By: Paul Wallace.
Bloomberg, Feb. 26, 2020
Lebanon has a lot more than just maturing Eurobonds to worry about.
In addition to $31 billion of those, the Middle Eastern nation’s central bank has $52.5 billion of obligations in the form of foreign-currency deposits and certificates of deposit, according to calculations by Toby Iles and Jan Friederich, Hong Kong-based analysts at Fitch Ratings Ltd.
The Business Times
Reuters, Feb. 21, 2020
[BEIJING] Retail sales of China’s passenger car crumbled 92 per cent on an annual basis in the first 16 days of February, according to China Passenger Car Association (CPCA), as the corona-virus outbreak slammed the brakes on businesses across the country.
By: Yisrael Price
Hamodia, Feb. 18, 2020
Blue and White leader Benny Gantz has predicted that his party will trounce Prime Minister Binyamin Netanyahu’s Likud with 40 Knesset seats in the March 2 voting, though the latest polls did not bear him out.
“We’re gonna take 40 seats in the next election,” Gantz said at a campaign event in Tel Aviv on Monday night, according to The Times of Israel.
By: Chris York
Huffington post, Feb. 17, 2020
Entire cities on lock-down. Armies of engineers mobilized to build entire hospitals in just days. The Kafkaesque tracking and surveillance of those who might be infected.
Faced with a crisis like corona-virus Covid-19, there are tools available to a totalitarian state like China that simply wouldn’t be options somewhere like the UK.
By: Russell Flannery
Forbes, Feb. 17, 2020
Some 78% of companies that participated in a new survey by the American Chamber of Commerce in Shanghai said they don’t have enough workers to run a full production line in the mainland.
Nearly half of the 109 companies — 48% of the total– from Shanghai, Suzhou, Nanjing and the Yangtze River Delta said their global supply chain operations have already impacted amid China’s deadly corona-virus outbreak. The survey was conducted Feb. 11-14.
Council of The European Union
Feb. 17, 2020
The Council has added eight prominent businessmen and two entities linked to those businessmen to the list of persons and entities subject to the sanctions against the Syrian regime and its supporters. Their activities directly benefited the Assad regime, including through projects located on lands expropriated from persons displaced by the conflict.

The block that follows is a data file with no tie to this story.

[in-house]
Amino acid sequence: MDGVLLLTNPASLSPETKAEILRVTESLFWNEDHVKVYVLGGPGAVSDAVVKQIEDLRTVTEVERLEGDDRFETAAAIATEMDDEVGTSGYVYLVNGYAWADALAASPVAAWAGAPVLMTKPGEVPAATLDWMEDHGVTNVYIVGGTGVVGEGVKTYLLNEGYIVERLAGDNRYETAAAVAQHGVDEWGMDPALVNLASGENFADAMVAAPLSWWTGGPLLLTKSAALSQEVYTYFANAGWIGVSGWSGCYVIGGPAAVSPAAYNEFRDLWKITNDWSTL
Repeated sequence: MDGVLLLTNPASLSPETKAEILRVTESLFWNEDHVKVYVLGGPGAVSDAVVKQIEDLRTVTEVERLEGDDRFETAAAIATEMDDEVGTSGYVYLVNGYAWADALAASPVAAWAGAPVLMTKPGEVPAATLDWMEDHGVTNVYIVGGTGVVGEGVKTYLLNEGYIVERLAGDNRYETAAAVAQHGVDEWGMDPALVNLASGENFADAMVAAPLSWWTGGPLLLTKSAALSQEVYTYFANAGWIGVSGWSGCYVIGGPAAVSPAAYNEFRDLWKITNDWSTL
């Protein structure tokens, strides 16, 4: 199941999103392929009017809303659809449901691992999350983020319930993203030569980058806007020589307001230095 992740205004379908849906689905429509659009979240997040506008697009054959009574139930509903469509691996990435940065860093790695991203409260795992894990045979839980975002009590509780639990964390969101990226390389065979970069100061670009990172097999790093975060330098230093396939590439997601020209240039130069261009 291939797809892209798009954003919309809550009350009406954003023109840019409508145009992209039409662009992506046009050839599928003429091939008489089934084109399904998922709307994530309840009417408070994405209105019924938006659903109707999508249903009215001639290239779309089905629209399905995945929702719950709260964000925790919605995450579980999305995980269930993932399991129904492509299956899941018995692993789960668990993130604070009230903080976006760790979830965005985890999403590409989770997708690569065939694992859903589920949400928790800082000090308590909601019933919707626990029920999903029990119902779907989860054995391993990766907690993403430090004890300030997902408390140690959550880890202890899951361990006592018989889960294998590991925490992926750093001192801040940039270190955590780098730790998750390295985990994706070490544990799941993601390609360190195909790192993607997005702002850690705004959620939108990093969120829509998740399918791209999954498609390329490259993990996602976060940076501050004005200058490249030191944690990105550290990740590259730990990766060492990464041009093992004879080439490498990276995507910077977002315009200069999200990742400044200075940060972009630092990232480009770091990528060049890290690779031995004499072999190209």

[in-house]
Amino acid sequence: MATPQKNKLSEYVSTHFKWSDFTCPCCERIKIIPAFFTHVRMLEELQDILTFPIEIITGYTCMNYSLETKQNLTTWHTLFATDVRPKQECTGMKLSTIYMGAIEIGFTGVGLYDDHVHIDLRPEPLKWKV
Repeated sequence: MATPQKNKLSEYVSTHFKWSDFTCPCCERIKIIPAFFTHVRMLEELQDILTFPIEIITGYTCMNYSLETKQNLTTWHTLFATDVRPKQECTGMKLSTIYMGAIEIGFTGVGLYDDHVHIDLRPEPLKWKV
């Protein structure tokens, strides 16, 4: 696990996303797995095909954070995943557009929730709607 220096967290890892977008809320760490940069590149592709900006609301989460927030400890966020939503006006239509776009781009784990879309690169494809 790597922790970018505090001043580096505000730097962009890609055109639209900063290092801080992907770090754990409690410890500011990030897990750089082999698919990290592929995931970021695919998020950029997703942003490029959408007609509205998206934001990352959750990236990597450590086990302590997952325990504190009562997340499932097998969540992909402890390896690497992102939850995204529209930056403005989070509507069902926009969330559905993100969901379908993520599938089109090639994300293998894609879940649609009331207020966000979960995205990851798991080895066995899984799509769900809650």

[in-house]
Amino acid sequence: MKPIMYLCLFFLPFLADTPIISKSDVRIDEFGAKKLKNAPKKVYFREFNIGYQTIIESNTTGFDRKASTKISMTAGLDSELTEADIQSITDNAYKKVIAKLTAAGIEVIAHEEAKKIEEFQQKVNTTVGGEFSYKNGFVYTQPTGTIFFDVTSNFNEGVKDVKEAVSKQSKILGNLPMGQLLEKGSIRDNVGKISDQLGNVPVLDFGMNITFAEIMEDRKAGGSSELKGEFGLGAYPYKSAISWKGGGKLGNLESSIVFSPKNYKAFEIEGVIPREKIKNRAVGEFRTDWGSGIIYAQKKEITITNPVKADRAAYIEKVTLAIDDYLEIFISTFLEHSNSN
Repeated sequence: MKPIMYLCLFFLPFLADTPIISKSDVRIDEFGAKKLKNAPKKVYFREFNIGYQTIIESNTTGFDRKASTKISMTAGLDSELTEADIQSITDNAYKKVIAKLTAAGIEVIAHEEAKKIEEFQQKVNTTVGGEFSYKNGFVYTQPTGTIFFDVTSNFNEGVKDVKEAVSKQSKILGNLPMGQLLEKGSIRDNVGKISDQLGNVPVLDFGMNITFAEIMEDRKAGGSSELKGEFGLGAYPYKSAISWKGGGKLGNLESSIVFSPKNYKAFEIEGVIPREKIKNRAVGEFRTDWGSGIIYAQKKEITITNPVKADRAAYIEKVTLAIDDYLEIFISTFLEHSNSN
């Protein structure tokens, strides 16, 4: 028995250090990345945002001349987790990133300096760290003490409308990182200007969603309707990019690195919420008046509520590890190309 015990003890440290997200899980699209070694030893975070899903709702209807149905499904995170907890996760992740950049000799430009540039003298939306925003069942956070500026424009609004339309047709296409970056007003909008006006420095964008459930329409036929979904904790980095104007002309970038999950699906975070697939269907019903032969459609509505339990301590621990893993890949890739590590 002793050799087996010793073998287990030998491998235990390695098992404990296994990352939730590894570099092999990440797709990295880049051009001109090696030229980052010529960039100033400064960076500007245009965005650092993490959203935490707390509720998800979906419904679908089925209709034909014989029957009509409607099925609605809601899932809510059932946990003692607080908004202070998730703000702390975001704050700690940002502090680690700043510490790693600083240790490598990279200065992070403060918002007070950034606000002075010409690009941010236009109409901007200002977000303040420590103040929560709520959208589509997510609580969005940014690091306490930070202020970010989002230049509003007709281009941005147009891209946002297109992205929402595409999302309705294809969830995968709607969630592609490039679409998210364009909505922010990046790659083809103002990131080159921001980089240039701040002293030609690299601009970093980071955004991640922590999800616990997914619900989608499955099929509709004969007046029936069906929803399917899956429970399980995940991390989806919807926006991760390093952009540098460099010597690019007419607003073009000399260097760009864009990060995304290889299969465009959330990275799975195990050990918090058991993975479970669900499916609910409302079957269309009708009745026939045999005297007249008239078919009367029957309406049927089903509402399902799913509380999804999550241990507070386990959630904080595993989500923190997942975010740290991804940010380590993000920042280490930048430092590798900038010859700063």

By: Layan Odeh and Dana Khraiche
With assistance by: Paul Wallace and Abeer Abu Omar
Bloomberg, Feb. 16, 2020
Lebanon’s Middle East Airlines scrapped a decision to reject payments in the local currency, hours after the nation’s president warned against the move and questioned its legality.
By: Dana Khraiche and Lin Noueihed. With assistance by Abeer Abu Omar
Bloomberg, Feb. 13, 2020
Lebanon’s top officials are still discussing their options for how to cope with a raging financial crisis after making a request for technical assistance to the International Monetary Fund, in the hope the new government can regain the credibility it needs to secure urgent aid.
By: Adam Taylor
The Washington Post, Feb. 6, 2020
While Washington was watching impeachment proceedings, a humanitarian disaster brewed in Syria. The crisis in Idlib, which threatens to be among the worst in a nine-year-long war full of them, is a reminder that the Syrian war hasn’t gone away — and that it has the capacity to worsen.
By: Frederic Wehrey
The Guardian, Feb. 2, 2020
In Abu Grein, on Libya’s frontline, the militiamen’s scars read like a roll-call of the wars that have roiled the country since the fall of Muammar Gaddafi in 2011. One of the fighters, a truck driver named Muhammad, removes his cap to reveal a balding pate etched with shrapnel gashes. “From Da’ish,” he says, referring to a 2016 battle he fought against Islamic State in the Libyan city of Sirte.